Accounting in Extraordinary Times

One of the highlights of TSCPA’s Annual Meeting of Members was a presentation by Bill Reeb, CPA, CITP, CGMA and Vice Chair of the AICPA.  Bill covered several issues impacting the profession in this age of ever accelerating change and progress.  I was pleased to hear Bill say one of his goals is to make sure we leave our aspiring and recently certified CPAs a profession that is as good as or better than the profession that was left to us by our predecessors.  That desire is one of the reason I am active at the international, national, state and local levels of the profession.

In many aspects, the profession is doing as well as ever today. Our members are financially successful with skills and services that are in high demand. Such a position tends to make one complacent, but instead we need to take our current success and build on it.  We need to disintermediate ourselves before someone else does it to us.  Change is happening.  By 2027 (that is only eight and a half years away,) 75% of the companies in the S&P 500 may no longer be there.  Companies that are unwilling to change don’t continue to be successful, they go away.  In fact, disruption used to be seen as a challenge to companies but now 74% of CEOs say their businesses aim to be disruptors, and 65% of CEOs say disruption is an opportunity.  There are many external forces driving changes in the profession including:

  • Global insatiability
  • Regulatory complexity
  • Technology and cyber issues
  • Workforce changes
  • Financial challenges worldwide

We live the profession every day and it looks the same to us, but someone looking in from the outside sees the change.  Think of the time you had a puppy.  You don’t really see the changes because you live with the puppy every day, but your friend who only comes over every couple of weeks notices how much change has occurred each time she visits. The profession is changing radically in both what is expected from it and what it does.  The top three skills finance executives now look for in auditors include:

  • Technology skills (67% say they are necessary)
  • Communication skills (66% say they are necessary)
  • Critical thinking/judgment skills (65% say they are necessary)

The percent of CFOS saying these skills are necessary have all increased by double digits since 2014.

When it comes to reporting, the future is moving beyond just financial reports. While not big in the U.S. yet, globally there is a lot of interest in integrated reporting.  But even in the U.S., reporting on topics such as sustainability is growing exponentially with 82% of the S&P 500 publishing a sustainability report in 2016.  Even more to the point, 73% of portfolio managers consider sustainability when making investment decisions, and 69% believe sustainability reporting should be subject to independent assurance.  The question for the profession is are we going to be the ones to provide that assurance or are we going to leave it to others?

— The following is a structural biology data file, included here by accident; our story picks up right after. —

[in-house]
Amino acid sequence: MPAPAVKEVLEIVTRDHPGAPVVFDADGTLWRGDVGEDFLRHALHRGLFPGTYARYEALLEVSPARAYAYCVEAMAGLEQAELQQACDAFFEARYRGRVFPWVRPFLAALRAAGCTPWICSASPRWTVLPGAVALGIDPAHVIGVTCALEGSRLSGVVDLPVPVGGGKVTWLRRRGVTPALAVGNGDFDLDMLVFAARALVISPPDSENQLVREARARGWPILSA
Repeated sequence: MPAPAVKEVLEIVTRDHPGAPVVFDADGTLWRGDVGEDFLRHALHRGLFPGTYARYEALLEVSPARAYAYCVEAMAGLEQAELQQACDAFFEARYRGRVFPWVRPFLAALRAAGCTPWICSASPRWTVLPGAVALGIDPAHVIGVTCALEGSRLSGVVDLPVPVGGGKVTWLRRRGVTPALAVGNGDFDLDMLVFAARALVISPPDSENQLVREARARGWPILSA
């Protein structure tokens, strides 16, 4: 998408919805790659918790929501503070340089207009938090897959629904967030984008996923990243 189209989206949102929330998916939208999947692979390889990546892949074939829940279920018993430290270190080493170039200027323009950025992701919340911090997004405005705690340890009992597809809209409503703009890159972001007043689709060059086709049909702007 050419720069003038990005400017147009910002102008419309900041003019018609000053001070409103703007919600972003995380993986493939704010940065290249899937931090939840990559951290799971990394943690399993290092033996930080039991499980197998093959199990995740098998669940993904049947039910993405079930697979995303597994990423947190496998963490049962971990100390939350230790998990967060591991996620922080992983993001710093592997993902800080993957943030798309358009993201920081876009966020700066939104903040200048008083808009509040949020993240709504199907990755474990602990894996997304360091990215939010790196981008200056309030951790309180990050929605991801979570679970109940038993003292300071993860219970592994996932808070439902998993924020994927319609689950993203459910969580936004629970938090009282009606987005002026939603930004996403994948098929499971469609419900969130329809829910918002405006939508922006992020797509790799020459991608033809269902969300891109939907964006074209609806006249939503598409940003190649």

Another area where our existing skills provide us an edge, but we need to develop more skills, is around valuation work.  Eighty-seven percent of the S&P 500 value consists of intangible assets; something that is not consistently measured in financial statements.  And even when intangibles are measured and subject to audit, we don’t always get it right.  Thirty-one percent of the deficiencies cited by the PCAOB in 2017 related to fair value measurements.  We can argue that valuations shouldn’t be a big part of financial reporting, but if valuation of intangibles is what is driving the value of companies today, we can decide as a profession to either ride the wave or get beat up by it.  As one who has spent a decent amount of time at the beach, I can tell you riding the wave is much more fun.

There is so much more I can talk about, but I think you get the idea that these are exciting times for the profession.  We are privileged to be part of a successful profession with a bright future, but it will stay that way only if we keep changing with the times.

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